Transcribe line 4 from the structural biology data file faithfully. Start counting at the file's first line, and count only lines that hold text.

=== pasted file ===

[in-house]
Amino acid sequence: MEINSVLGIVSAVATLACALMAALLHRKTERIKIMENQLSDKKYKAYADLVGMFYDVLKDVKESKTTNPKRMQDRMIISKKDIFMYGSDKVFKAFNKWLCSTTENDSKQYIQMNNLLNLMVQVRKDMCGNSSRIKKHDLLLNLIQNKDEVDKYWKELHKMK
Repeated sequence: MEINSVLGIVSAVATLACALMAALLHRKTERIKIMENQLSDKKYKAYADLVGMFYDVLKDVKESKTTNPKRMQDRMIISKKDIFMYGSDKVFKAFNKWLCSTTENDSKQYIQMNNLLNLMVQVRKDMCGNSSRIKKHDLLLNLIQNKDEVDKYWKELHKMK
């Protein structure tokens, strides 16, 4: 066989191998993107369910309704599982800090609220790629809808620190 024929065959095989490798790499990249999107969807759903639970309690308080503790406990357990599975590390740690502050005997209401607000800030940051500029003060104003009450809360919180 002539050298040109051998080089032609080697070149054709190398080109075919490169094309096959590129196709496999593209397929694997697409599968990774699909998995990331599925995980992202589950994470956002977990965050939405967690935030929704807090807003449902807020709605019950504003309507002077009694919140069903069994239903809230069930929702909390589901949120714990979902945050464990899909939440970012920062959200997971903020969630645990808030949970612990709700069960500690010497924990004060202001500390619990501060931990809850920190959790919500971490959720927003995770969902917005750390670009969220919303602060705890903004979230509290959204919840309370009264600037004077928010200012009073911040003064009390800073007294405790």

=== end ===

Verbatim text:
């Protein structure tokens, strides 16, 4: 066989191998993107369910309704599982800090609220790629809808620190 024929065959095989490798790499990249999107969807759903639970309690308080503790406990357990599975590390740690502050005997209401607000800030940051500029003060104003009450809360919180 002539050298040109051998080089032609080697070149054709190398080109075919490169094309096959590129196709496999593209397929694997697409599968990774699909998995990331599925995980992202589950994470956002977990965050939405967690935030929704807090807003449902807020709605019950504003309507002077009694919140069903069994239903809230069930929702909390589901949120714990979902945050464990899909939440970012920062959200997971903020969630645990808030949970612990709700069960500690010497924990004060202001500390619990501060931990809850920190959790919500971490959720927003995770969902917005750390670009969220919303602060705890903004979230509290959204919840309370009264600037004077928010200012009073911040003064009390800073007294405790």